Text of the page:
One of the distinctive focuses of Triratna Buddhism is the crucial importance of sangha, the spiritual community of people who follow the Buddha’s teachings. Sangharakshita built the movement with this exchange between the Buddha and Ananda at its core:
Ananda said to the Blessed One, ‘This is half of the holy life, lord: admirable friendship, admirable companionship, admirable camaraderie.’
‘Don’t say that, Ananda. Don’t say that. Admirable friendship, admirable companionship, admirable camaraderie is actually the whole of the holy life. When a monk has admirable people as friends, companions, & comrades, he can be expected to develop & pursue the noble eightfold path.’ (SN 45.2 ‘The whole of the holy life’ – Access to Insight, 2013)
Triratna Buddhists work hard to develop spiritual friendships between people and try to bring this into every encounter. So, the warm welcome I received on first entering the center was part of the ethos of Triratna.
For a while I simply enjoyed the unusual feeling of being with people who accepted me and who were always happy to talk. It was enough just to feel part of something that wasn’t to do with my work. As I chatted, I started to be more interested in Buddhism and, after some reflection, asked to join a study group. This study group opened so many doors for me. The same people met together, with minor changes, for about six years. I was suddenly part of a small group with the shared interest of learning more about Buddhism. Study training in Triratna is well organized and comprehensive—and I loved it. But, even more importantly for me than the study aspect, it also exemplified aspirations about how to be with the same people over a long period of time and how to make connections with them.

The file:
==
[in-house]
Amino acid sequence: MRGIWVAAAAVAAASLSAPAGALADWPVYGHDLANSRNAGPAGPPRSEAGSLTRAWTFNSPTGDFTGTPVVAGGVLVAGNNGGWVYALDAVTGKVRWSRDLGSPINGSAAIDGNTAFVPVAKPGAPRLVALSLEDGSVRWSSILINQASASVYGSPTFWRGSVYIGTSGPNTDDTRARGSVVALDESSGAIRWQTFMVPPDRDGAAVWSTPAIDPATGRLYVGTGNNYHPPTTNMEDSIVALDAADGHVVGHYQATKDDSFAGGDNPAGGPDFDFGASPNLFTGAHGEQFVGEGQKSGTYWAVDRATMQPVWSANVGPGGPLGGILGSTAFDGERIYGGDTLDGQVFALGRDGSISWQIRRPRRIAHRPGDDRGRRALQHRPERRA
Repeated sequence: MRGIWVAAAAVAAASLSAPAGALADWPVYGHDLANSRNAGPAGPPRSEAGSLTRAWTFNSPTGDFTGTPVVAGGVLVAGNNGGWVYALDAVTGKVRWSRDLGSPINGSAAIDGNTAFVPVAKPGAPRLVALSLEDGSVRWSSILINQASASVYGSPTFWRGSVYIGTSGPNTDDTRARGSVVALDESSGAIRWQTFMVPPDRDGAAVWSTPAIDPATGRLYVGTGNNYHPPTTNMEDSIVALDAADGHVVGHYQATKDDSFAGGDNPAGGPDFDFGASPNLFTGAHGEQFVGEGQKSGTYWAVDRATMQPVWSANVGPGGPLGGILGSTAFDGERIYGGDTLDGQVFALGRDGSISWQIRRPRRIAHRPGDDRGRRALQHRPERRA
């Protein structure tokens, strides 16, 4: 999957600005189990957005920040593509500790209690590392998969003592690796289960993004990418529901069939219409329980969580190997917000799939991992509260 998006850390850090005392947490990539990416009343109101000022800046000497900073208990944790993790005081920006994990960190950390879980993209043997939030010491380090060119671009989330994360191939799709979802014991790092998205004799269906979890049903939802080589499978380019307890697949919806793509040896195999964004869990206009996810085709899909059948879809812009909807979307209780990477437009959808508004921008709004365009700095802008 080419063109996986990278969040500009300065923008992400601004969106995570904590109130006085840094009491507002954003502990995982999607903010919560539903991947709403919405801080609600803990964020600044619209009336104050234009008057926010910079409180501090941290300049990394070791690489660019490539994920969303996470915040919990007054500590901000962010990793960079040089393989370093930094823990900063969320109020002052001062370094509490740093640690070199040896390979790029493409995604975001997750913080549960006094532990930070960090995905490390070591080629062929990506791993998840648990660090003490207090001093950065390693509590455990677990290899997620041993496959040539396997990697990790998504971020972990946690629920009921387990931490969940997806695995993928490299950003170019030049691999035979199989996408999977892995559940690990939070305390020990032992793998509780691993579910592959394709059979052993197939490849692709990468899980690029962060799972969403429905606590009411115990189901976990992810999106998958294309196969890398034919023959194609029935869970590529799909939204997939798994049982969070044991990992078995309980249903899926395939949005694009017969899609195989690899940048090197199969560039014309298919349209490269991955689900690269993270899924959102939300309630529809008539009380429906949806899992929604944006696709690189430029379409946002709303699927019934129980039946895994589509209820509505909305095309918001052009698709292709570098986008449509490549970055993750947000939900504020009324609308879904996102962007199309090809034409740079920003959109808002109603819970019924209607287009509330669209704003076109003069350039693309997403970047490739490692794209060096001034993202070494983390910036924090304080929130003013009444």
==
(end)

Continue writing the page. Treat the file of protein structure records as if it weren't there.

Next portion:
To begin with it was hard. This was partly because I found the pressure of people difficult. The sensory input of several people having an animated discussion was challenging. I found myself tensing up and trying to block some of it out. However, as we learned how to listen to each other, there were fewer times when several people were talking at once. I learned by watching other people how long it was good to talk for. I also learned how to leave space for other people in the discussion. I discovered how to live with the feeling that I’d missed the time when it was appropriate to say something (so sometimes I would not be able to say what I wanted).
One of the other group members was really empathetic, a “heart” person, while I’m more analytical and a “mind” person. We discovered, to our mutual delight, that we could start a conversation coming from completely different places but eventually meet in the middle. This is such a rich experience, we both learned different ways of seeing and the world felt brighter because of this. I was beginning to build the foundations for closer relationships with other people.
After studying for a year, I decided that I was a Buddhist and that I wanted to make a deeper commitment to Buddhism, so I asked to become a mitra. The word mitra is usually translated as “friend.” I discussed this with Order members, and they agreed this would be a good step. I then took part in a ritual, where I was introduced to the whole sangha and made the three traditional offerings of a flower, a candle, and incense, so that my deeper commitment could be witnessed.